And on top of that– I disagree with you. Fred’s far from the villain you make him out to be. Fred Seibert and Frederator have been promoting animation and giving exposure to new artists for a long time. He doesn’t “prey” on anyone. He offers opportunities. I know because he’s offered them to me. I only wish I had taken him up on more of them. Channel Frederator is just one venture, and from what I know about the web, not at all a bad place to put a film out there. Let’s face it, $50 or some other figure, no one is gonna get rich from having their short on the web. But from the exposure? It’s happened. And of course I’m glad that Cartoon Brew is doing it too. Let the audience grow, let the art blossom. The more places a new young voice can be heard and seen, the better. You of all people should know that.

  • Tim Drage

    and was not selected where else should they send it in order to get exposure and maybe money too, if not Frederator?
    Put it on Youtube and all other video sites and promote it online and make it and your other video popular enough to get pro Youtube account with ad revenues etc… Self-publish a nice DVD and sell online…

    Or in most cases just stick it online, forget about it and get on with a better film which WILL be popular enough to end up making you some money and/or getting accepted by the Brew.

  • So basically, as a film maker, if I wanted to have my short on Cartoon Brew TV, I can’t have it on Frederator too, and vice versa? Why exactly is that? Personally, I would think someone would throw their hard work in as many places as possible, and if he/she gets some money from it, fantastic. The entire goal of doing a film is to tell a story and get it into as many hands as possible, and hopefully get an offer for employment or two from it.

    I’m personally sick of all the arguing back and forth over who’s doing it better than who. Just do your thing, do what’s best for YOU.

  • Angry Anim

    I’m with Amy.

  • “Film maker” (sic): I don’t think anyone is insane enough to try to make a living by producing short films and getting paid by either Cartoon Brew or Frederator. Oh, the madness.

    And I think it would only consist as a “scam” if they were offering something they couldn’t give, or flat out lying to you. In Frederator’s case, they’re being pretty clear about it: send a film, get 50 bucks. Yes, 50 bucks is nothing. But I don’t think that would qualify as a “scam” in the dictionary sense. (Unlike Fox’s competition – total scam).

  • independent

    Yvette, did you read the post from Robiscus? I’m guessing the opportunities you were offered by Fred were a better deal than what’s being offered up for this one time fee to have the “privilege” of being on the Frederator Channel.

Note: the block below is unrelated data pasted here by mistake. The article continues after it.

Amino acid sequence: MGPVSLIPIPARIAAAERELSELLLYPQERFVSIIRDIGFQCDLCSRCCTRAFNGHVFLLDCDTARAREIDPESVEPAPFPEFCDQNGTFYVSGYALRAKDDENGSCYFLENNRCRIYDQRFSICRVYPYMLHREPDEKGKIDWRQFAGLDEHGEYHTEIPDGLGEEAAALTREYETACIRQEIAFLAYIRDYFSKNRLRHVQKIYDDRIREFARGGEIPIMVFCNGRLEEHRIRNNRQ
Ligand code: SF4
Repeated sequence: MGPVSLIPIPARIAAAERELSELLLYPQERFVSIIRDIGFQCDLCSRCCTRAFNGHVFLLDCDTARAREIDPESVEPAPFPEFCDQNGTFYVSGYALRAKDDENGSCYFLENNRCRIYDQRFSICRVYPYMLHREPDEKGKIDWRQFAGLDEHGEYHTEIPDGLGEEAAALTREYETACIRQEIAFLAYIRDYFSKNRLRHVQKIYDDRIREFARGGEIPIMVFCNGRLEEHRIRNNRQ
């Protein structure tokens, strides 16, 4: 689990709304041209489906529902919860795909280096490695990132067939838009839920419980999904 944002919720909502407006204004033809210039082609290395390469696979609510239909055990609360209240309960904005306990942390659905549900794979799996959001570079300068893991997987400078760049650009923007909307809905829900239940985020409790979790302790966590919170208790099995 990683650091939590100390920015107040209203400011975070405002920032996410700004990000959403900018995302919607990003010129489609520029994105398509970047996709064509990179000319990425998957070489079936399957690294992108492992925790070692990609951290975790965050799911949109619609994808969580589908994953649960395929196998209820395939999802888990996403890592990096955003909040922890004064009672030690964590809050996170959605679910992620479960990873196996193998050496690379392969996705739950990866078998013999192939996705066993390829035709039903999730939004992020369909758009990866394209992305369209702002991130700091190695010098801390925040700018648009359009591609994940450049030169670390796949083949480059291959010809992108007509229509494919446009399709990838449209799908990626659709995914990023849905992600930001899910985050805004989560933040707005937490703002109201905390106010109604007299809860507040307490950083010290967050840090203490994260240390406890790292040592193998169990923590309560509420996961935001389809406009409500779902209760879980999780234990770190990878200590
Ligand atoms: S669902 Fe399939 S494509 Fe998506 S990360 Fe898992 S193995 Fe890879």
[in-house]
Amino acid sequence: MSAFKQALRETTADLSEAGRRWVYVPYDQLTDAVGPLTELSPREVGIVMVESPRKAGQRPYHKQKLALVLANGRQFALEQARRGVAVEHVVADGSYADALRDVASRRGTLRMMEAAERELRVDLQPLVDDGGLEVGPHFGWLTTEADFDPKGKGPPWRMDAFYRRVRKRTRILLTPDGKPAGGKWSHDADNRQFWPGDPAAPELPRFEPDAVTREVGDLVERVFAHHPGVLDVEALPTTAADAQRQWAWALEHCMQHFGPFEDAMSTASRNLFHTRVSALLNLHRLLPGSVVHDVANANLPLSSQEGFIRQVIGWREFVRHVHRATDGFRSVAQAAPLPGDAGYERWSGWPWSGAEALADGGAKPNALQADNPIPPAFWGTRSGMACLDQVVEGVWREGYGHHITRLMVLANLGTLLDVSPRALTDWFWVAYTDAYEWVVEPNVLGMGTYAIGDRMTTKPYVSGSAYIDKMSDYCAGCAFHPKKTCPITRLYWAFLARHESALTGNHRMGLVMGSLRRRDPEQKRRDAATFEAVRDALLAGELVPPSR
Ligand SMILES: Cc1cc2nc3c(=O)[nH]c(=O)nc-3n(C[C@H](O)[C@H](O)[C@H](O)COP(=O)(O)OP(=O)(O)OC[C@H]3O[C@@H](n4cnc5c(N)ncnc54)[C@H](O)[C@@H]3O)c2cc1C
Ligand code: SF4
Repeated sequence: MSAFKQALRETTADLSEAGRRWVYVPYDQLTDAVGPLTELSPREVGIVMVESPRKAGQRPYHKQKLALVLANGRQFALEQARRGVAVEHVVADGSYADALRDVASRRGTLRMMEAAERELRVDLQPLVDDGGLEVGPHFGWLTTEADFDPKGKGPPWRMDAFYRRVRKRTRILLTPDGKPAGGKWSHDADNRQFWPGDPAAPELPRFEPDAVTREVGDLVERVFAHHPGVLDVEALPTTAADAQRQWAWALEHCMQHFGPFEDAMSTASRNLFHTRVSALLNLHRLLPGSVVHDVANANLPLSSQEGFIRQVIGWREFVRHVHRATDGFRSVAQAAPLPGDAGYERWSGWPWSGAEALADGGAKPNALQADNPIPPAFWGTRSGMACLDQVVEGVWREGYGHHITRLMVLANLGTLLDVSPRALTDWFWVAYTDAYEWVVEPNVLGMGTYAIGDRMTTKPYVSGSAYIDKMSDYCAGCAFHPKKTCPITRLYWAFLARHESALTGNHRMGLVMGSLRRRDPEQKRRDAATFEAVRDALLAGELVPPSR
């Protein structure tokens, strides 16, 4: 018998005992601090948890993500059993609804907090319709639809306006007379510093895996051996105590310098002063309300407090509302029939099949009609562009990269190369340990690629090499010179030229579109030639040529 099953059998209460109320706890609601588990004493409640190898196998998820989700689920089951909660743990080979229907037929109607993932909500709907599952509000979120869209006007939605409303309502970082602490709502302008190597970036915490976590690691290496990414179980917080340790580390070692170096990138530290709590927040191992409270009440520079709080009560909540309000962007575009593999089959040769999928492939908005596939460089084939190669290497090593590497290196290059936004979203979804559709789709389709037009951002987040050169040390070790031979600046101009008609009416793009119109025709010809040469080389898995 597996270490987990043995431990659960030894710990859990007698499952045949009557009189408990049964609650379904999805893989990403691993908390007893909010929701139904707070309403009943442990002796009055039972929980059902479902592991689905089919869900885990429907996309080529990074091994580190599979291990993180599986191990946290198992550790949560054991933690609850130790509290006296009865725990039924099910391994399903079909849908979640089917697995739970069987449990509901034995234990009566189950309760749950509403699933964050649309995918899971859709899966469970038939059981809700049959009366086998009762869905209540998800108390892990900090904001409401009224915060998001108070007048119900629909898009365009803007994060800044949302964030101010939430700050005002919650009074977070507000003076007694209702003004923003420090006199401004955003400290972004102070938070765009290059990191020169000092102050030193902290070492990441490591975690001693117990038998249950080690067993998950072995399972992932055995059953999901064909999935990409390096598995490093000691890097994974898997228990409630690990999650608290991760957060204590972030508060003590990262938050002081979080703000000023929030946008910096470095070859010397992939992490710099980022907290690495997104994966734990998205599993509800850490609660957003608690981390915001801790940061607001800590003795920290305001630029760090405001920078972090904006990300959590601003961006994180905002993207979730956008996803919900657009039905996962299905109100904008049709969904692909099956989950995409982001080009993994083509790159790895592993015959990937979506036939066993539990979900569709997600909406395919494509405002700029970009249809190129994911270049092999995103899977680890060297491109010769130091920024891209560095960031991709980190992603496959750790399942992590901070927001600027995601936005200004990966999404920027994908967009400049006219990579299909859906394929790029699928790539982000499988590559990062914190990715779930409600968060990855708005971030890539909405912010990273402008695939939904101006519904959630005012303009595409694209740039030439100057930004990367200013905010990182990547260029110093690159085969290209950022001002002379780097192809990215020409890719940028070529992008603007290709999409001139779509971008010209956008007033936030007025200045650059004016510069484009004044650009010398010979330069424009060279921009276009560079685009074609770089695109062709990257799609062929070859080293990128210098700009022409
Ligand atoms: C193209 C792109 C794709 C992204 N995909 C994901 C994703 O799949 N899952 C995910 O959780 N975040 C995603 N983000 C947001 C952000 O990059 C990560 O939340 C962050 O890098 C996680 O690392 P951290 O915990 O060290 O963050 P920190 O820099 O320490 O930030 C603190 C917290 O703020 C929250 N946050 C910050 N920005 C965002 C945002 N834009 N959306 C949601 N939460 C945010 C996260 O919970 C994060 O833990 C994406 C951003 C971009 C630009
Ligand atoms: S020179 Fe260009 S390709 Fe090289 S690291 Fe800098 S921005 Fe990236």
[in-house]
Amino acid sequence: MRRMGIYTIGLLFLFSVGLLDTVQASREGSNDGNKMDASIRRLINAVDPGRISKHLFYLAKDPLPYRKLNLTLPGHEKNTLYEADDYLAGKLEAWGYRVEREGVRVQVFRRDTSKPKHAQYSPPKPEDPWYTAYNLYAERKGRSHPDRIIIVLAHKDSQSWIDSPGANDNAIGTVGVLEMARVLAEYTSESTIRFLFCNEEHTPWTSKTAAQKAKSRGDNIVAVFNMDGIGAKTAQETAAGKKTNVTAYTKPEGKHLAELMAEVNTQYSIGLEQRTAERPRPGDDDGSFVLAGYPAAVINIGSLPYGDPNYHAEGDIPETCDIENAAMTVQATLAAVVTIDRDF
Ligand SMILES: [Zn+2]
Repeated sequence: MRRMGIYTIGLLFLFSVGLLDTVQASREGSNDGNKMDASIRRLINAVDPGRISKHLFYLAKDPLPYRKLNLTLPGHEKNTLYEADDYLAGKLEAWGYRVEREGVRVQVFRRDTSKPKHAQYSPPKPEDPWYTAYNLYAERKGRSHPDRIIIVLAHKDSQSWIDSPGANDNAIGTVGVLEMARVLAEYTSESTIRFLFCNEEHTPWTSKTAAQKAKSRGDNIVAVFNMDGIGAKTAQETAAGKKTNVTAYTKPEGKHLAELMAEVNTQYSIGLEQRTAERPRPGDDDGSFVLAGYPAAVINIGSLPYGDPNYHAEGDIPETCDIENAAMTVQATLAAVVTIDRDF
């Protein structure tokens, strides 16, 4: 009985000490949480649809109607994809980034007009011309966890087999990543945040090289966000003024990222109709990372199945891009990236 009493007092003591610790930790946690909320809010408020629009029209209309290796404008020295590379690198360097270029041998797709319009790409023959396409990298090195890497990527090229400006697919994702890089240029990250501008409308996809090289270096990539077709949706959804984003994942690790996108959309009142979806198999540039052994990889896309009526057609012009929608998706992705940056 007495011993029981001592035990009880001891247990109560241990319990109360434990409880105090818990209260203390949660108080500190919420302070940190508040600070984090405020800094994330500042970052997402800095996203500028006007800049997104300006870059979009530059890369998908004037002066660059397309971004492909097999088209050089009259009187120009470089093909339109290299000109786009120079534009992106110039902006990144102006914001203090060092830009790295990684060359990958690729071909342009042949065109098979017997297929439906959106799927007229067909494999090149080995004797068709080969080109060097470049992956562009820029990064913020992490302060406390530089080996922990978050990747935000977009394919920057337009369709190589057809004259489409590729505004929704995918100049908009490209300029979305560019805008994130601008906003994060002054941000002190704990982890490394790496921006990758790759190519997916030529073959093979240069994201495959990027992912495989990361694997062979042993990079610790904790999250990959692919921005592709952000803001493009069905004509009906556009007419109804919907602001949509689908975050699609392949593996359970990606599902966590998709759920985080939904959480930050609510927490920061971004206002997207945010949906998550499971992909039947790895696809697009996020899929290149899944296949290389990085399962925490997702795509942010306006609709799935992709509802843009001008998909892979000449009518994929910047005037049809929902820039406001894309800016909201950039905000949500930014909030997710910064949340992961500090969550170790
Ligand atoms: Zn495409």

I suppose many of the “new young voices” you’re talking about may not be savvy enough to think to read the “Terms of Use”, but they are incredible, unthinkable, unconscionable, and unethical in my book. And they’re written to make possible exactly the situation described by Robiscus. Look at what they’re requiring you to give them for $50:

    worldwide, ROYALTY-FREE, SUBLICENSABLE, PERPETUAL and irrevocable right and license to use, reproduce, modify, adapt, prepare derivative works based on, perform, display, publish, distribute, transmit, stream, broadcast and otherwise exploit such User Submission in ANY FORM, MEDIUM or TECHNOLOGY now known or later developed, including WITHOUT LIMITATION on the Site and third party websites, podcast, video game consoles and services, video-on-demand and TELEVISION.

    WE SHALL OWN all right, title and interest in and to all DERIVATIVE WORKS and COMPILATIONS of User Submissions that are created by us, including without limitation all worldwide intellectual property rights therein. You agree to execute and deliver such documents and provide all assistance reasonably requested by us, at our expense, to give us the full benefit of this section.

    So, if they make a “Best of” DVD and sell it, or cut a deal with a major network to show the work you are guaranteed…NOTHING! And you seriously think that young artists should just be happy with the exposure that might bring?

    For $50, I could see someone giving a limited license for the online channel only or something.

    I thought it was kind of funny when I saw the $50 offer for videos. I didn’t pay much attention. But now, reading the terms, I’m incensed. It’s outrageous and insulting.

  • I don’t think Amid is being too harsh. If anything he’s being restrained. What Channel Frederator offers is an insult to animated filmmakers. Without any suckers they’d have no content. What does exposure mean if it doesn’t get you work or paid? In the real world you need money in order to make a living. As an illustrator I make more than $200 for a piece that only takes a few hours to create. I can’t imagine getting paid $50 for something that probably takes weeks if not months of hard work to create. Some people enjoy the abuse I suppose.

  • Jim

    Besides CartoonBrewTV, does Cartoon Brew give each filmmaker >$50 when they feature an embedded film in the daily stream? You don’t? Why *not*?! Are you some kind of “huckster exploiting the talent pool” for your own prosperity, or something?

    No. Not really. You do your best to build a popular and informative Web site & business for yourself. Capitalism at work. Folks have films that they want to be seen and you sometimes feature them. Win/win.